Michael Phelps On ADHD Struggles: Teachers Predicted He Won't Succeed, He Proves Them Wrong [VIDEO]

By Amanda Moore, Parent Herald April 30, 04:00 am
WATCH RELATED VIDEO
Olympic star Michael Phelps opens up about his ADHD in a new video for the Child Mind Institute. PICTURED: Phelps and wife Nicole Johnson attend the Sports Illustrated Sportsperson of the Year Ceremony 2016 at Barclays Center of Brooklyn on Dec. 12, 2016 in New York City
(Photo : Slaven Vlasic/Getty Images for Sports Illustrated)

Michael Phelps, the Olympic swimming champ, struggled with ADHD while growing up. He disclosed experiencing learning challenges as a child and a teacher told him he won't succeed.

In a video for the Child Mind Institute via People on Facebook, Phelps revealed he was that kid in class who kind of "bounced off the wall" and couldn't sit still. He noticed he experienced a different treatment from his teachers compared to the other kids in his class.

"I had a teacher tell me that I would never amount to anything and I would never be successful," he said, as per People. It wasn't until he saw someone and sought help for his condition that he finally understood his struggles. He learned to develop coping mechanisms for his ADHD.

Phelps' mom, Debbie, told ADDitude her son got his ADHD diagnosis at 9-years-old. "That just hit my heart," she said. "It made me want to prove everyone wrong."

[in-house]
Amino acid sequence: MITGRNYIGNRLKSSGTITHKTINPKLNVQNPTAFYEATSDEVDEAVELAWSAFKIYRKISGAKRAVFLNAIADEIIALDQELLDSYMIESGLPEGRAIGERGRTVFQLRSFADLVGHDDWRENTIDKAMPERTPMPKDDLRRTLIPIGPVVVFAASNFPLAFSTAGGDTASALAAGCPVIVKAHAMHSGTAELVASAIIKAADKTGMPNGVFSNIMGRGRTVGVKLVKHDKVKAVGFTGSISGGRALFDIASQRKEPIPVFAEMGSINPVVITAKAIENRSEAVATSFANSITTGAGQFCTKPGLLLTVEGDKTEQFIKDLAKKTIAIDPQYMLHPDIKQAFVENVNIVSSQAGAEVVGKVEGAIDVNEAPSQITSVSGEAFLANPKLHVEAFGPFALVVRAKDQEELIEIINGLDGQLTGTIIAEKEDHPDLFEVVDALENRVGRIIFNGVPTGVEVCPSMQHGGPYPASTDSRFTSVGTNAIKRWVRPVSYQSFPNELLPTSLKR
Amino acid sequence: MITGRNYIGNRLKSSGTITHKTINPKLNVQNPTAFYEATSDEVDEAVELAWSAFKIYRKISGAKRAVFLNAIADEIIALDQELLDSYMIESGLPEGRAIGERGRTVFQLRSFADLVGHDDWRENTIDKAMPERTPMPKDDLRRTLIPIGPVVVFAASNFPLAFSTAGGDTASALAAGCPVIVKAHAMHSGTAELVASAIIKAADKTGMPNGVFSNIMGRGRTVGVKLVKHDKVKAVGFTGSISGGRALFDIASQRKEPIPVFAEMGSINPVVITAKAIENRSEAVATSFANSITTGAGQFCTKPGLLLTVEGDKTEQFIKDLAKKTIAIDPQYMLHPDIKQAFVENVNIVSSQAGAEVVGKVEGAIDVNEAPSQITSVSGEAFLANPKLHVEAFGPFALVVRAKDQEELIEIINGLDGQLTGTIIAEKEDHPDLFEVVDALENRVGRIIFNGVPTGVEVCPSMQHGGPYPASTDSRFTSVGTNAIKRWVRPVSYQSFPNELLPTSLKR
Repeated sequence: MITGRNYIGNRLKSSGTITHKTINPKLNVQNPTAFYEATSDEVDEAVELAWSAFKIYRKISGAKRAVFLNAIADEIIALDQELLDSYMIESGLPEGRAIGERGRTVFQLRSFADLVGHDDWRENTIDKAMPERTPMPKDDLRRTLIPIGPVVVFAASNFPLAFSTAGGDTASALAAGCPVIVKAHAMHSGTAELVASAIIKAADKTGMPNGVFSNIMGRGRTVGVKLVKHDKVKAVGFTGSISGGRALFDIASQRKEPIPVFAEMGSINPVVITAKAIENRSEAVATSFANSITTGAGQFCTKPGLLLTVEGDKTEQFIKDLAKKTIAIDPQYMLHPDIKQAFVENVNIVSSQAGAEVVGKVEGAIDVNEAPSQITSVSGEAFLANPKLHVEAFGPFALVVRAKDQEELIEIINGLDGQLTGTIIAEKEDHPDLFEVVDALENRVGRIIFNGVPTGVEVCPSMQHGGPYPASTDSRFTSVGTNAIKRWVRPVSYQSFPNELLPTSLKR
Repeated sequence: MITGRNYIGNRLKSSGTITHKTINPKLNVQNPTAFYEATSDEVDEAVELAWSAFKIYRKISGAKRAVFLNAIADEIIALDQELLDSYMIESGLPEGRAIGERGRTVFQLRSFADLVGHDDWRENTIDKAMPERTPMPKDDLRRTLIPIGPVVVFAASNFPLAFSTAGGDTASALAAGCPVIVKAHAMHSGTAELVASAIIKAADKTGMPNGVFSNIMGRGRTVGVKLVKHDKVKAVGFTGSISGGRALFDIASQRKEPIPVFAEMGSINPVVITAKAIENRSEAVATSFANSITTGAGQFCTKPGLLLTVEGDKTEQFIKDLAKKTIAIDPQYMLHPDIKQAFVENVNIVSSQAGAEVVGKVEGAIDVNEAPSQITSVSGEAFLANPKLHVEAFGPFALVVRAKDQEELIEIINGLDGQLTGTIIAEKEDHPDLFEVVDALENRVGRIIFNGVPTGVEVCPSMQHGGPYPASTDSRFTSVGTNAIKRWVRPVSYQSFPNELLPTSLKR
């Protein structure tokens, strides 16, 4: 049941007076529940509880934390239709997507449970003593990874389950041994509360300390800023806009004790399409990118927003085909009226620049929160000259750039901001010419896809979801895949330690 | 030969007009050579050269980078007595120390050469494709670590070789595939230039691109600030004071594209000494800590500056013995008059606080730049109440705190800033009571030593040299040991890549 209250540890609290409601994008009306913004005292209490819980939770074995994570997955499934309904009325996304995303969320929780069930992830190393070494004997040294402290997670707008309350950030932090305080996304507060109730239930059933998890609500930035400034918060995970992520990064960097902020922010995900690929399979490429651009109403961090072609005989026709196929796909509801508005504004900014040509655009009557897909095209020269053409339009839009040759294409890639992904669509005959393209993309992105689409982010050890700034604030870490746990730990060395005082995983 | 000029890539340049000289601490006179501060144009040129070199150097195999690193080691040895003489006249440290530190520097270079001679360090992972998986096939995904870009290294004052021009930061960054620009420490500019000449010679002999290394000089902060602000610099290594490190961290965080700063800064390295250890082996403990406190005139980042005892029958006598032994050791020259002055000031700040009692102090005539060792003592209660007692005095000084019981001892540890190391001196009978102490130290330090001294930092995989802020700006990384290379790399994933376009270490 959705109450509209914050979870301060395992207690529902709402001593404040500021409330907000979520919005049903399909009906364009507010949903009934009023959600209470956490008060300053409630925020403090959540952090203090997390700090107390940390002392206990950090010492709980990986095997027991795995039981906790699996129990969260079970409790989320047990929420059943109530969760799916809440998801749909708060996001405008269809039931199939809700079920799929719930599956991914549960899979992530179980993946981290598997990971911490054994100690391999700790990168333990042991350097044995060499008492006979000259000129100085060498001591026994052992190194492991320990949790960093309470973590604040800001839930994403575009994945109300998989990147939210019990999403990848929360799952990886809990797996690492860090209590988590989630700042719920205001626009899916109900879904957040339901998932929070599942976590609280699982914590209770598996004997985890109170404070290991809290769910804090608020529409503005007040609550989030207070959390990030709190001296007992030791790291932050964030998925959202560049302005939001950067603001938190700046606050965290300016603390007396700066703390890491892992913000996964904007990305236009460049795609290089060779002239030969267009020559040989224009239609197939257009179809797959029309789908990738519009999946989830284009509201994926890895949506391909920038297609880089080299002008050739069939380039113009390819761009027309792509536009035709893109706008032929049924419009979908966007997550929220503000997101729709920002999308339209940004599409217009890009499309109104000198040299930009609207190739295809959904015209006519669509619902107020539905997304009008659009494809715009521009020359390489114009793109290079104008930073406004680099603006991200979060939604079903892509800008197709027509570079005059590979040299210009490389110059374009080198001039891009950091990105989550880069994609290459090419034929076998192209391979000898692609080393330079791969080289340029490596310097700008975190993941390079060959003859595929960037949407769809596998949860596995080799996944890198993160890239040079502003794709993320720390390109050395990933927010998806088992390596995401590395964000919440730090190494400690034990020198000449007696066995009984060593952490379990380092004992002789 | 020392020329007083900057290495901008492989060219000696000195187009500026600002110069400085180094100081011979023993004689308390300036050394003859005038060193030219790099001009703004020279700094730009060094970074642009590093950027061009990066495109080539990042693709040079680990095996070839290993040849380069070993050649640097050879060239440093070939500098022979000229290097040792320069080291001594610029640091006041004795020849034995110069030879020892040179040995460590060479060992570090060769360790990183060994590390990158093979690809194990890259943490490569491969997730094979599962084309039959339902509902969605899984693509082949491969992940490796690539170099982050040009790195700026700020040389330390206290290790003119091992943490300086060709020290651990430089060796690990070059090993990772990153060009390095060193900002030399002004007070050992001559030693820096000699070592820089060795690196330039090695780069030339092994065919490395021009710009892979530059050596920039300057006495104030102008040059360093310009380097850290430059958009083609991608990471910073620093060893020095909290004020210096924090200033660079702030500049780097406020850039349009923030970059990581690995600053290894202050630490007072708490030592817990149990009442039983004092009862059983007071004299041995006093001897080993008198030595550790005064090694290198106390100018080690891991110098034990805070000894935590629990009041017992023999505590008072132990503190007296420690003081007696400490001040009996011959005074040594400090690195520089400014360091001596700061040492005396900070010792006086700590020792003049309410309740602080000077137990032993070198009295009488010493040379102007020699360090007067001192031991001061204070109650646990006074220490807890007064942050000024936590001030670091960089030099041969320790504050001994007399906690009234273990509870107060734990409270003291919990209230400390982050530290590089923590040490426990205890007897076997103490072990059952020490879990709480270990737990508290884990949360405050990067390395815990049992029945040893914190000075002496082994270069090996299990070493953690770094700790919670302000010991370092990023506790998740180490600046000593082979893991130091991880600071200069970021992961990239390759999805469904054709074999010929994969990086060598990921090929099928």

Debbie, a teacher, worked closely with her son on keeping his focus. The Olympic champ also managed through ADHD medications until he was in the sixth grade when he decided to stop taking the meds.

Debbie hired a Math tutor when she determined her son struggled with this subject most. She asked the tutor to prepare Math problems using words and specific to his interest in swimming to compound on how her son could manage his ADHD.

She and her son also devised hand signals for his swimming competitions to help him focus and channel his frustrations and stress differently. Debbie said being in a swim team also helped her son learn structure and self-discipline, which were big factors for him to overcome his ADHD.

Phelps said that while ADHD was a "challenge and a struggle" it made him who he is today. "I look at myself every day and I'm so proud and so happy with who I am and who I was able to become."

ADHD struggles must not define a person for the rest of his life. Dr. Harold S. Koplewicz of the Child Mind Institute encourages parents and kids with ADHD to get a diagnosis and help so they will still be able to live to the fullest.

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